National Category
Physical Sciences Electrical Engineering, Electronic Engineering, Information Engineering
Identifiers
urn:nbn:se:liu:diva-123032 (URN)
Available from: 2015-12-02 Created: 2015-12-02 Last updated: 2015-12-03
6. Sub-glass transition annealing enhances polymer solar cell performance
Open this publication in new window or tab >>Sub-glass transition annealing enhances polymer solar cell performance
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2014 (English)In: Journal of Materials Chemistry A, ISSN 2050-7488, Vol. 2, no 17, 6146-6152 p.Article in journal (Refereed) Published
Abstract [en]

Thermal annealing of non-crystalline polymer: fullerene blends typically results in a drastic decrease in solar cell performance. In particular aggressive annealing above the glass transition temperature results in a detrimental coarsening of the blend nanostructure. We demonstrate that mild annealing below the glass transition temperature is a viable avenue to control the nanostructure of a non-crystalline thiophene-quinoxaline copolymer: fullerene blend. Direct imaging methods indicate that coarsening of the blend nanostructure can be avoided. However, a combination of absorption and luminescence spectroscopy reveals that local changes in the polymer conformation as well as limited fullerene aggregation are permitted to occur. As a result, we are able to optimise the solar cell performance evenly across different positions of the coated area, which is a necessary criterion for large-scale, high throughput production.

Place, publisher, year, edition, pages
Royal Society of Chemistry, 2014
National Category
Engineering and Technology
Identifiers
urn:nbn:se:liu:diva-106302 (URN)10.1039/c3ta14165a (DOI)000333580700024 ()
Available from: 2014-05-06 Created: 2014-05-05 Last updated: 2015-12-03Bibliographically approved
7. New method for lateral mapping of bimolecular recombination in thin film organic solar cells
Open this publication in new window or tab >>New method for lateral mapping of bimolecular recombination in thin film organic solar cells
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2016 (English)In: Progress in Photovoltaics, ISSN 1062-7995, E-ISSN 1099-159X, Vol. 24, no 8, 1096-1108 p.Article in journal (Refereed) Published
Abstract [en]

The best organic solar cells are limited by bimolecular recombination. Tools to study these losses are available; however, they are only developed for small area (laboratory-scale) devices and are not yet available for large area (production-scale) devices. Here we introduce the Intermodulation Light Beam-Induced Current (IMLBIC) technique, which allows simultaneous spatial mapping of both the amount of extracted photocurrent and the bimolecular recombination over the active area of a solar cell. We utilize the second-order non-linear dependence on the illumination intensity as a signature for bimolecular recombination. Using two lasers modulated with different frequencies, we record the photocurrent response at each modulation frequency and the bimolecular recombination in the second-order intermodulation response at the sum and difference of the two frequencies. Drift-diffusion simulations predict a unique response for different recombination mechanisms. We successfully verify our approach by studying solar cells known to have mainly bimolecular recombination and thus propose this method as a viable tool for lateral detection and characterization of the dominant recombination mechanisms in organic solar cells. We expect that IMLBIC will be an important future tool for characterization and detection of recombination losses in large area organic solar cells.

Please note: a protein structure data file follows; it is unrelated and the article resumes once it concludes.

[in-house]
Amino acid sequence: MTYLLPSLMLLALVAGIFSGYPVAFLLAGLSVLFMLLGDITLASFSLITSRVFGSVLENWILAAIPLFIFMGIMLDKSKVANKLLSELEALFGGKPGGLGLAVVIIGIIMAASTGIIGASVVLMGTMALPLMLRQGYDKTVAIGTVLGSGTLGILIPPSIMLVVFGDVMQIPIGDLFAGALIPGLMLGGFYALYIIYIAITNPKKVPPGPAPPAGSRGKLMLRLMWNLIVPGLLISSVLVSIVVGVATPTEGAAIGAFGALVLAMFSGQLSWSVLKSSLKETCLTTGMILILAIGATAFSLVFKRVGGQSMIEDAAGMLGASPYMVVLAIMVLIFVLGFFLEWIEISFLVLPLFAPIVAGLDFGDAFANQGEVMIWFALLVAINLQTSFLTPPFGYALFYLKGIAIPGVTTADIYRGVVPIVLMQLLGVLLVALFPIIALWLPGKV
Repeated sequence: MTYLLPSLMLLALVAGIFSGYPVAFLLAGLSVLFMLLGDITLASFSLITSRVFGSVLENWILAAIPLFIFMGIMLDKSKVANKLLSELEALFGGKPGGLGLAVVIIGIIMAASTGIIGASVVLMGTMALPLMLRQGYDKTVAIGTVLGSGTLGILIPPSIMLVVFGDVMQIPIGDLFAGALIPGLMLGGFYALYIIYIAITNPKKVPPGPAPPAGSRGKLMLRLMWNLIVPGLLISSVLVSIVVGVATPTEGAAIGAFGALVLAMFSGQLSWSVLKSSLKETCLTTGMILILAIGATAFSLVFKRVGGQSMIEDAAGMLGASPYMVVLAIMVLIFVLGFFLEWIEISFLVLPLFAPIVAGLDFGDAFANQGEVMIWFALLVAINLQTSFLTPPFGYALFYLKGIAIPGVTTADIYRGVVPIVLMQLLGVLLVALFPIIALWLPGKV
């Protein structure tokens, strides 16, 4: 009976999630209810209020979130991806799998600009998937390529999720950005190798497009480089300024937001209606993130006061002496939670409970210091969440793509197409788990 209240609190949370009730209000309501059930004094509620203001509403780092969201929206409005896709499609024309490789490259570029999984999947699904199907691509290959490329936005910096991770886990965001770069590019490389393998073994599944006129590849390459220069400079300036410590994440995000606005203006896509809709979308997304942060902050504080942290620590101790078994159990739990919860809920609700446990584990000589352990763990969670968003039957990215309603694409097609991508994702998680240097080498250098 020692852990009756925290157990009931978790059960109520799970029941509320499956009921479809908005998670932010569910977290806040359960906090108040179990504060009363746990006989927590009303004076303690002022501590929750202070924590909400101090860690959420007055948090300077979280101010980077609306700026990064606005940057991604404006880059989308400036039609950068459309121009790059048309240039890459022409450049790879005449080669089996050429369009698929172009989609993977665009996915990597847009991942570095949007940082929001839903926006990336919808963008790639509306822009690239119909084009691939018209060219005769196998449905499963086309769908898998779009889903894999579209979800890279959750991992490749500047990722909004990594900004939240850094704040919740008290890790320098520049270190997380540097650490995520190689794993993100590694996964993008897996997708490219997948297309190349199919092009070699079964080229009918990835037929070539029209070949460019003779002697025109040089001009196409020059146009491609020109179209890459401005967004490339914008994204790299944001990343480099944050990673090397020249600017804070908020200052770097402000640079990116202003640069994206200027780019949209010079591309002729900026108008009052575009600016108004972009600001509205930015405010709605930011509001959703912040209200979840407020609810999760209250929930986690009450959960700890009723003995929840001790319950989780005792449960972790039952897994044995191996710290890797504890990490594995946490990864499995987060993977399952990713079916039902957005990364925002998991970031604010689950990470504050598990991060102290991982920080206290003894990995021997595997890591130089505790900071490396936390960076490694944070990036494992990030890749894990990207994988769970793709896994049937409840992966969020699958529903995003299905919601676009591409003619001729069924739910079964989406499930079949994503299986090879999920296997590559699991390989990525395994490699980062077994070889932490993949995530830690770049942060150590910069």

Place, publisher, year, edition, pages
John Wiley & Sons, 2016
Keyword
Organic photovoltaics, imaging, photocurrent, bimolecular recombination, light beam induced current, LBIC, intermodulation
National Category
Physical Sciences
Identifiers
urn:nbn:se:liu:diva-123033 (URN)10.1002/pip.2770 (DOI)000380164100007 ()
Note

Funding agencies|Swedish Research Council; Swedish Energy Agency; the Knut and Alice Wallenberg foundation through a Wallenberg Scholar grant to O.I

At the time for thesis presentation publication was in status: Manuscript

Available from: 2015-12-02 Created: 2015-12-02 Last updated: 2017-12-01Bibliographically approved
8. LED array scanner for inline characterization of thin film photovoltaic modules
Open this publication in new window or tab >>LED array scanner for inline characterization of thin film photovoltaic modules
2016 (English)In: Solar Energy Materials and Solar Cells, ISSN 0927-0248, E-ISSN 1879-3398, Vol. 157, no 17, 1057-1064 p.Article in journal (Refereed) Published
Abstract [en]

Thin film solar cells, and in particular printed organic solar cells, offer a potential route to a low cost power generation from sunlight. However, manufacturing these solar cells rapidly generates large areas that have to be characterized, preferably in-line for a direct feed back in the production process. Here we introduce the LEDimage, a LED array illumination induced photocurrent method suitable for high speed inline characterization and defect detection of organic solar cell modules. The LEDimage enables simultaneous illumination of all connected subcells without additional bias light. Each LED in the array is amplitude modulated at an individual frequency and the photocurrent response is Fourier transformed to generate a photocurrent map. Furthermore, the LEDimage can be used as a hand scanner for fast device characterization. We expect that LEDimage can be an effective research and industry tool for characterization of large area thin film solar cells.

Place, publisher, year, edition, pages
Elsevier, 2016
National Category
Physical Sciences
Identifiers
urn:nbn:se:liu:diva-123034 (URN)10.1016/j.solmat.2016.08.010 (DOI)000384391700127 ()
Note

Funding agencies: Swedish Energy Agency [2012-004594, 30032-3]; Knut and Alice Wallenberg foundation [2010.0053]

Available from: 2015-12-02 Created: 2015-12-02 Last updated: 2017-12-01Bibliographically approved